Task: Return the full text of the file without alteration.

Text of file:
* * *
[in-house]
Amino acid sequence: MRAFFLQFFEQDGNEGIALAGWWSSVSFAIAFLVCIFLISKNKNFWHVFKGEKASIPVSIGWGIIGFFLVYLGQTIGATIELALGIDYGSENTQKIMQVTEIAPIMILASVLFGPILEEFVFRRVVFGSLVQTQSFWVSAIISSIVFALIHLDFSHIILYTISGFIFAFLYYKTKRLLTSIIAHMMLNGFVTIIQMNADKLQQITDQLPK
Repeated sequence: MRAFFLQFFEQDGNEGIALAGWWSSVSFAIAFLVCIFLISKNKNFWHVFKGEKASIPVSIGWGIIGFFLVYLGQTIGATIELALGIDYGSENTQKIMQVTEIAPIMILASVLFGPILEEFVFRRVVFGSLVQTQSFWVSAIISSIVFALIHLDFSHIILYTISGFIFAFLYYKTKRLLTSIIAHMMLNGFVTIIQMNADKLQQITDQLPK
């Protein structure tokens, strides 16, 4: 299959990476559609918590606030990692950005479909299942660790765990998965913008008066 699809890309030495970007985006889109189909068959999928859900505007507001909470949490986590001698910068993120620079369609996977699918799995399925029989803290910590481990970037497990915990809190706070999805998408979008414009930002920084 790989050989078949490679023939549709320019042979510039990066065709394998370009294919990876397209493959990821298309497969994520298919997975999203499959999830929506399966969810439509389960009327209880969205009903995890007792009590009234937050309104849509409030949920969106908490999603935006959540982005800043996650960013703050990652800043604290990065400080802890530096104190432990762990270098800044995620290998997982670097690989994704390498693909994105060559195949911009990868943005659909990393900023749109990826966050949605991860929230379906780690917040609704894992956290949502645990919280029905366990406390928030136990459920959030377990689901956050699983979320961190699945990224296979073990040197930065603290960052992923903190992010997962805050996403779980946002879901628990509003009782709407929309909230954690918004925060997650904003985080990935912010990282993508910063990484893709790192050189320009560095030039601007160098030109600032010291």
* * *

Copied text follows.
[in-house]
Amino acid sequence: MRAFFLQFFEQDGNEGIALAGWWSSVSFAIAFLVCIFLISKNKNFWHVFKGEKASIPVSIGWGIIGFFLVYLGQTIGATIELALGIDYGSENTQKIMQVTEIAPIMILASVLFGPILEEFVFRRVVFGSLVQTQSFWVSAIISSIVFALIHLDFSHIILYTISGFIFAFLYYKTKRLLTSIIAHMMLNGFVTIIQMNADKLQQITDQLPK
Repeated sequence: MRAFFLQFFEQDGNEGIALAGWWSSVSFAIAFLVCIFLISKNKNFWHVFKGEKASIPVSIGWGIIGFFLVYLGQTIGATIELALGIDYGSENTQKIMQVTEIAPIMILASVLFGPILEEFVFRRVVFGSLVQTQSFWVSAIISSIVFALIHLDFSHIILYTISGFIFAFLYYKTKRLLTSIIAHMMLNGFVTIIQMNADKLQQITDQLPK
């Protein structure tokens, strides 16, 4: 299959990476559609918590606030990692950005479909299942660790765990998965913008008066 699809890309030495970007985006889109189909068959999928859900505007507001909470949490986590001698910068993120620079369609996977699918799995399925029989803290910590481990970037497990915990809190706070999805998408979008414009930002920084 790989050989078949490679023939549709320019042979510039990066065709394998370009294919990876397209493959990821298309497969994520298919997975999203499959999830929506399966969810439509389960009327209880969205009903995890007792009590009234937050309104849509409030949920969106908490999603935006959540982005800043996650960013703050990652800043604290990065400080802890530096104190432990762990270098800044995620290998997982670097690989994704390498693909994105060559195949911009990868943005659909990393900023749109990826966050949605991860929230379906780690917040609704894992956290949502645990919280029905366990406390928030136990459920959030377990689901956050699983979320961190699945990224296979073990040197930065603290960052992923903190992010997962805050996403779980946002879901628990509003009782709407929309909230954690918004925060997650904003985080990935912010990282993508910063990484893709790192050189320009560095030039601007160098030109600032010291």